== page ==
His mom died from metastatic breast cancer; now he’s doing all he can to raise awareness
Published at | Updated at
IDAHO FALLS– After being diagnosed with breast cancer twice and undergoing a single mastectomy, Annette Hiatt thought her battle with the ugly disease was over. Unbeknownst to her, the disease sat dormant in her body for 20 years. Then just over two years ago, she was diagnosed a third time.
“They said she had lung cancer,” Annette’s husband Mike Hiatt recalls. “We knew it was metastatic breast cancer. We just knew.”
Mike was right and the disease proved fatal as cancer spread throughout her body. Annette lost her battle on July 3.
“It’s been a precious journey, it really has,” Mike says.
Although her journey may have ended, her legacy lives on. Annette’s son Caleb Hiatt says his mom was an inspiration to so many others suffering the same illness, and because of that he wanted to do something big for her. So he organized the Thrivers’ Monster Mile, a race that will be held in Ammon next month.
“She had a profound effect on people because of how she lived. She was only supposed to live 6 to 12 months (after her final diagnosis),” Mike says, and she lived for 28 months.
She did this through social media groups. She taught friends online that life was a gift and that having cancer isn’t just a death sentence.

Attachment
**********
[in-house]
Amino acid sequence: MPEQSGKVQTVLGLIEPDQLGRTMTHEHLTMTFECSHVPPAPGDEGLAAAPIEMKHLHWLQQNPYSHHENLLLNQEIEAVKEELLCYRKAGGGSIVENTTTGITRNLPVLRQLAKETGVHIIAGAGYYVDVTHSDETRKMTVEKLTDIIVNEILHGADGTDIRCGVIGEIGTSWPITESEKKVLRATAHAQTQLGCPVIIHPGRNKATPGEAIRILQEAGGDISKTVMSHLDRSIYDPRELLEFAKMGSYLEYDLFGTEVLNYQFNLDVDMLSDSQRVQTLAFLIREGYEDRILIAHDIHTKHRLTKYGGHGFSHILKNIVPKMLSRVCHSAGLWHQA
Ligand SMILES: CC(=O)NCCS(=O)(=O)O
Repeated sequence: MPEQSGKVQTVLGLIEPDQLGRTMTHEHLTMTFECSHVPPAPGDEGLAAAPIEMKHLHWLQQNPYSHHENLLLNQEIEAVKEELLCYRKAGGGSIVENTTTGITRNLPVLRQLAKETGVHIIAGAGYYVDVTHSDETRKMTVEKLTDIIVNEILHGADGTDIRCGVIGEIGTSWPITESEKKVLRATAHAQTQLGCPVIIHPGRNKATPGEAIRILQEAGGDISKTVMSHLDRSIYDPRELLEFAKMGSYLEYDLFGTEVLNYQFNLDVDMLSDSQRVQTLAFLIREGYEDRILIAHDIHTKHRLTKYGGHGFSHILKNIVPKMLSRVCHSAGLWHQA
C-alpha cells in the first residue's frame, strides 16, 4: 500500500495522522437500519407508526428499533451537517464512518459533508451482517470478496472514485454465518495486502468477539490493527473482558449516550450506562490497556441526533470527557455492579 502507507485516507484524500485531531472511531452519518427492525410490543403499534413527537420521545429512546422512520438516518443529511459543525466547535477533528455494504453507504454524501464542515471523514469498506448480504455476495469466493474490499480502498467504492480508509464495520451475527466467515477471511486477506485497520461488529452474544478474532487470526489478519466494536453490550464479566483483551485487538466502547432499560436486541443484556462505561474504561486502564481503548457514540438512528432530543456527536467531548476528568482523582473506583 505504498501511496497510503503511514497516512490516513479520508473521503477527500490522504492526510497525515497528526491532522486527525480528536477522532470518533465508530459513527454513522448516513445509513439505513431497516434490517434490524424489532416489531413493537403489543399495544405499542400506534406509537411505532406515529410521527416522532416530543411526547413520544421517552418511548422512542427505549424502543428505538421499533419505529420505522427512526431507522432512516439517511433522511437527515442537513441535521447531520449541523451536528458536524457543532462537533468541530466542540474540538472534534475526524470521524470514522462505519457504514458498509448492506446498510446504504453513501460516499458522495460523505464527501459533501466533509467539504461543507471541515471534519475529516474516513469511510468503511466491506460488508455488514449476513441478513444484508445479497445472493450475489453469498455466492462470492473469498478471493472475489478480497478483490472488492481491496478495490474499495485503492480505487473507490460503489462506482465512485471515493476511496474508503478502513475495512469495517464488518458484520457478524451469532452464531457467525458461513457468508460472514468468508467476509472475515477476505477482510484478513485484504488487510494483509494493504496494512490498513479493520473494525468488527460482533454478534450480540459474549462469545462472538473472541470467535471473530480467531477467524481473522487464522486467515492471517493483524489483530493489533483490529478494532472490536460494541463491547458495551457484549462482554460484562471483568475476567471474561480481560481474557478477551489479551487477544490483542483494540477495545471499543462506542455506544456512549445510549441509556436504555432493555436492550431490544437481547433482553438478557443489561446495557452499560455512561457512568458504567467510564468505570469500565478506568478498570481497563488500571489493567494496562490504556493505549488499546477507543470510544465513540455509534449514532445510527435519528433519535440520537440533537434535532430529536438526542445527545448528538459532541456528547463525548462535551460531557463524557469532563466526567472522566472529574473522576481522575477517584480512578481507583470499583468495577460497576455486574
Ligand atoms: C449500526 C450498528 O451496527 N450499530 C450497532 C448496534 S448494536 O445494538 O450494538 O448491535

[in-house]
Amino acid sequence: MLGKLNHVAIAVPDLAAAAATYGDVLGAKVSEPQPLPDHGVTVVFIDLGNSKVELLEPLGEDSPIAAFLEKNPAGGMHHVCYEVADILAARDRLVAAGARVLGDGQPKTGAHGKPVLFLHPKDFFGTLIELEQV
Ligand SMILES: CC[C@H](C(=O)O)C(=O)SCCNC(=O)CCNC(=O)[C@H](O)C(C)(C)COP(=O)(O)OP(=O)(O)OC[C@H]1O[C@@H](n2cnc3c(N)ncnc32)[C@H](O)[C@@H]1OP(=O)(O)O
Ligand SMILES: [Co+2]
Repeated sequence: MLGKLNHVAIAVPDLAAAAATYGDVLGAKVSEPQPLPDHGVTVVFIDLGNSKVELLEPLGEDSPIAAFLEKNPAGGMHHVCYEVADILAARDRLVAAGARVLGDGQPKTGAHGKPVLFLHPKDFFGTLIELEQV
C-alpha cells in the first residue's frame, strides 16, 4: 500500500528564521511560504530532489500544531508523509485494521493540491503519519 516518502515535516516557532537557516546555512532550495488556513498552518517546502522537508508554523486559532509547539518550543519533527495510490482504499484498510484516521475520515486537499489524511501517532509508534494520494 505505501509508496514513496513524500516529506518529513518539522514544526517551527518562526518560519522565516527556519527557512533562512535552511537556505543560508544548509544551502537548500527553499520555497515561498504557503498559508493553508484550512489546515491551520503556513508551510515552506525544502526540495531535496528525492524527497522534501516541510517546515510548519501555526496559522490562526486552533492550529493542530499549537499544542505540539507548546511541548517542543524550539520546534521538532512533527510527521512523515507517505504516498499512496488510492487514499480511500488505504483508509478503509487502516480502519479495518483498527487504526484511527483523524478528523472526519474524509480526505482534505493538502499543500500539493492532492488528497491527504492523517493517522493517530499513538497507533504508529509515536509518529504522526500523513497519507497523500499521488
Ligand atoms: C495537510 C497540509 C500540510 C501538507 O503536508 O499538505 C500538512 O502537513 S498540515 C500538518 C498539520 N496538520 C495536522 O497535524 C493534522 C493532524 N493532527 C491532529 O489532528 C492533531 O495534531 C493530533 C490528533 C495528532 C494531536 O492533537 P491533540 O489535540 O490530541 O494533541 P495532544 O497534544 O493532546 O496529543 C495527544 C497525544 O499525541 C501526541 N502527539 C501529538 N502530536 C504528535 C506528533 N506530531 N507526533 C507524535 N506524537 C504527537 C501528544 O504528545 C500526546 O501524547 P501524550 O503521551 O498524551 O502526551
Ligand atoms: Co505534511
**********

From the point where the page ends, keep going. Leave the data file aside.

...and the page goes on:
“These are people who are thriving on what life they have left. They want to live life to the fullest despite having a terminal illness,” Caleb says.
Caleb says he first had the idea to plan the Thrivers’ Monster Mile after running a 5K in Annette’s honor before her passing. Then he told his mom about wanting to plan a race for her.
“She said, ‘Well are you going to do it or are you not going to do it.’ That was really when I had to decide, am I going to make this a reality, is this really going to happen? and I said ‘I guess this is it,’” Caleb says. “We started that night.”
The more he planned, the more the race became a reality, pulling in local sponsors and runners from all over the country.
Funds raised for the race will go directly to research through METAvivor, a metastatic breast cancer research and support organization. Caleb says if you can’t physically be at the race, sign up for the virtual race and run at your own pace on your own time.
The Hiatt family is looking forward to the event in hopes this race will show women they can be a part of something bigger than themselves.
“She inspired hundreds if not thousands,” Mike says.
The race will be held at McCowin Park in Ammon October 12 at 9 a.m. To enter the race, click here.